“On one hand, he shows that he’s a man of clear orthodoxy, and on the other a daring innovator who conceives of the church as being for actual people not a coterie” that excludes, says José María Poirier, editor of the Argentine Catholic magazine Criterio. “Once again, what stands out is the emphasis he puts on the love and service for the poor.”
Francis was ordained as priest in 1969, during the height of the Latin American-born church movement known as liberation theology. The social justice movement modeled after the teachings of Jesus Christ said the church should display a “preferential option for the poor,” as Peruvian priest Gustavo Gutiérrez wrote in his 1971 book on the movement.
The movement challenged the curia, leading the Vatican to praise some aspects of the movement and to criticize others. Pope John Paul II, and then Cardinal Joseph Ratzinger, later Pope Benedict, dismantled the institutions key to the liberation theology movement, Ms. Hughes says.
While liberation theology influenced generations of Catholic clergy, especially Jesuit priests, Pope Francis never adopted the most left-leaning strands of the movement, according to Argentine Jesuit priest Juan Carlos Scannone, one of Pope Francis's teachers.
In the recently published book, “Pope Francis: Our Brother, Our Friend,” by Alejandro Bermúdez, Mr. Scannone is quoted saying, “social Marxists analysis is not used” in Argentine liberation theology.
Father Cantó says Pope Francis was more influenced by a current within liberation theology based on popular concerns, culture, and historical context. “It is more in line with what the Southern Cone of South America preferred,” he says.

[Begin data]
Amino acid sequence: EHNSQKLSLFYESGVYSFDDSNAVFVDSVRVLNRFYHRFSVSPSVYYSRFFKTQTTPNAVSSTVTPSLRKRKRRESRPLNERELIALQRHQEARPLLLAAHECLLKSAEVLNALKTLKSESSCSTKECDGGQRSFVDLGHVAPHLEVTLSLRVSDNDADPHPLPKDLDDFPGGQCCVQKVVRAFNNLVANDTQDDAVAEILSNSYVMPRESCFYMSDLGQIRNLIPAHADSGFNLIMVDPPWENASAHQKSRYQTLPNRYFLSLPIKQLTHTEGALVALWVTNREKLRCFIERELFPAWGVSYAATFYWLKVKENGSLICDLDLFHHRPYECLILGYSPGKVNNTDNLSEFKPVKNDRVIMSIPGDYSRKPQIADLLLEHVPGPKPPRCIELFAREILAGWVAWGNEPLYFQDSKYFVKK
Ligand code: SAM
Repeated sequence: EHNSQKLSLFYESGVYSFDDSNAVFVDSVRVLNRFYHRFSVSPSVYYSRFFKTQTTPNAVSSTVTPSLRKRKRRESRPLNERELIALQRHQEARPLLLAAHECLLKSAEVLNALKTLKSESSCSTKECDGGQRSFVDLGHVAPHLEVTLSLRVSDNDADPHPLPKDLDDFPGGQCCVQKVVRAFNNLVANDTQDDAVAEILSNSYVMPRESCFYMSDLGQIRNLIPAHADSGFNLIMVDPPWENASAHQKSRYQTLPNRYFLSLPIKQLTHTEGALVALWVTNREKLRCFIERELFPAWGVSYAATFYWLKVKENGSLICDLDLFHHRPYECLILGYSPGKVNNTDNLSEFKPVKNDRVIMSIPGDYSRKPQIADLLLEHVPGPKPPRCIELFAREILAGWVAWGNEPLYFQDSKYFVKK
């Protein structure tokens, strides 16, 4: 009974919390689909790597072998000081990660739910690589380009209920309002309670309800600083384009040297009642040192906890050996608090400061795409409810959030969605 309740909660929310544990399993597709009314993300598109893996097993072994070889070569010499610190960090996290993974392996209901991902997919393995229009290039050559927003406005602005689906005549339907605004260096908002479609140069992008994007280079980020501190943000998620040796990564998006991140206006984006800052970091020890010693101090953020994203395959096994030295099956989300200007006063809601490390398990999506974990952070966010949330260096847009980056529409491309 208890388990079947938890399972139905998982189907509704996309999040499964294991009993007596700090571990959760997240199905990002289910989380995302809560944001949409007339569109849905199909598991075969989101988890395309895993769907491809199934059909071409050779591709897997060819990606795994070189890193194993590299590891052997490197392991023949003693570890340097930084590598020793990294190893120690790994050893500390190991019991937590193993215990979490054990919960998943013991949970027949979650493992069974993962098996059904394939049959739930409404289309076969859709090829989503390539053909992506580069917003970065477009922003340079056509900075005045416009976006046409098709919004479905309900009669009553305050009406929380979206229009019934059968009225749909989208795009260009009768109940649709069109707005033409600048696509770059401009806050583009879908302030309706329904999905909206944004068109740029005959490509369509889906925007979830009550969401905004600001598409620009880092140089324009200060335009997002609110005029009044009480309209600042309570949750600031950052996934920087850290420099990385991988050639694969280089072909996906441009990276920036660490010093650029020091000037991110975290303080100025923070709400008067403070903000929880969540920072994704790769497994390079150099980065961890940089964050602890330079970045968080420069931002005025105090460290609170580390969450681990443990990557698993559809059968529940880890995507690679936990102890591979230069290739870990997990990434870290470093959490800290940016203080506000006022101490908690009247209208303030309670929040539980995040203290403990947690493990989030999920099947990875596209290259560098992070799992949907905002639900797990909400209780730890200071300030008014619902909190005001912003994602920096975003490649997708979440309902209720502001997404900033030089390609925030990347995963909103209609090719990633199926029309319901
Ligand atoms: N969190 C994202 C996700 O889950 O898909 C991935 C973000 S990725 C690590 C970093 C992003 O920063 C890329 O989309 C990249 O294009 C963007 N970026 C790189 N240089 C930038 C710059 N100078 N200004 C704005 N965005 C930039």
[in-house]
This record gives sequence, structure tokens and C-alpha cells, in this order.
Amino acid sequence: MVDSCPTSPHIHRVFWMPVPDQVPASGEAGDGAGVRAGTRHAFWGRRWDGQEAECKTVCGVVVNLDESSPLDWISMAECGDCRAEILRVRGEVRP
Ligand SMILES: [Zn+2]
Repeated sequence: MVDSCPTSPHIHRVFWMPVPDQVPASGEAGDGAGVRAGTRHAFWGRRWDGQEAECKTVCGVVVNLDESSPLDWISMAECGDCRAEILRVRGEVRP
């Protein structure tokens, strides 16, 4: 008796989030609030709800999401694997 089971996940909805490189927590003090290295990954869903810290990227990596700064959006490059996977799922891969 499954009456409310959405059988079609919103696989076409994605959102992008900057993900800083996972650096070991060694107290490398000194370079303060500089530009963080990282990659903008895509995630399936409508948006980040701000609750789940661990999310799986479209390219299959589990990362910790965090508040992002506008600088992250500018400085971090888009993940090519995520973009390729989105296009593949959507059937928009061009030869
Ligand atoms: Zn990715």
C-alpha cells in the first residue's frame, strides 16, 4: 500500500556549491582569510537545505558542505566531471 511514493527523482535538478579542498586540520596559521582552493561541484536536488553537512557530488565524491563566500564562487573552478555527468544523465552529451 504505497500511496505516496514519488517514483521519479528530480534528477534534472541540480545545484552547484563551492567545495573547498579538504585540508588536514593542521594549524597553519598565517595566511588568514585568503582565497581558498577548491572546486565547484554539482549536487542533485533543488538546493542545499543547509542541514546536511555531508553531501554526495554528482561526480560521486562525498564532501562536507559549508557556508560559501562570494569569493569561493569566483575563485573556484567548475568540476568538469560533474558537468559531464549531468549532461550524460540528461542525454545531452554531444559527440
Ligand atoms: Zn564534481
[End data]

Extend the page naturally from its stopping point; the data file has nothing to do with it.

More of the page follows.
However, Pope Francis has shown an openness to liberation theology, despite years of criticism form the Vatican toward the movement. Earlier this month, he held an audience with Mr. Gutiérrez himself, who Hughes calls “one of the most important theological figures of the 20th century.”
It remains unclear as to how much the pope is willing to open the Vatican to reconciliation with liberation theologians.
'Moral edifice of the church'
In his comments this week, Pope Francis called for a greater role for women in the church and reiterated earlier remarks on not being judgmental of gays.
“We have to find a new balance; otherwise even the moral edifice of the church is likely to fall like a house of cards,” he said
Only six months after he was named pope, however, Pope Francis had already drawn criticism for not speaking out on issues such as abortion.
“It's one thing for him to reach out and embrace and kiss little children and infants as he has on many occasions,” said Bishop Tomas Tobin of Providence, R.I., last week in an article in a diocesan publication. “It strikes me that it would also be wonderful if in a spiritual way he would reach out and embrace and kiss unborn children.”
In a career in which he rose from priest to cardinal in Argentina, Pope Francis said he’d chosen not to speak out about those issues and “was reprimanded for that.”
At the very least, his frankness since becoming pope suggests Pope Francis recognizes a need for a shift from the previous two papacies.
“In many ways, the pope came in more conservative than he is behaving now,” Hughes says. “There was a pastoral need in the church when he was elected. He is trying to gather the flock.”
Editor's note: the name of the author who wrote "Pope Francis: Our Brother, Our Friend" was incorrectly cited in a previous version of this story.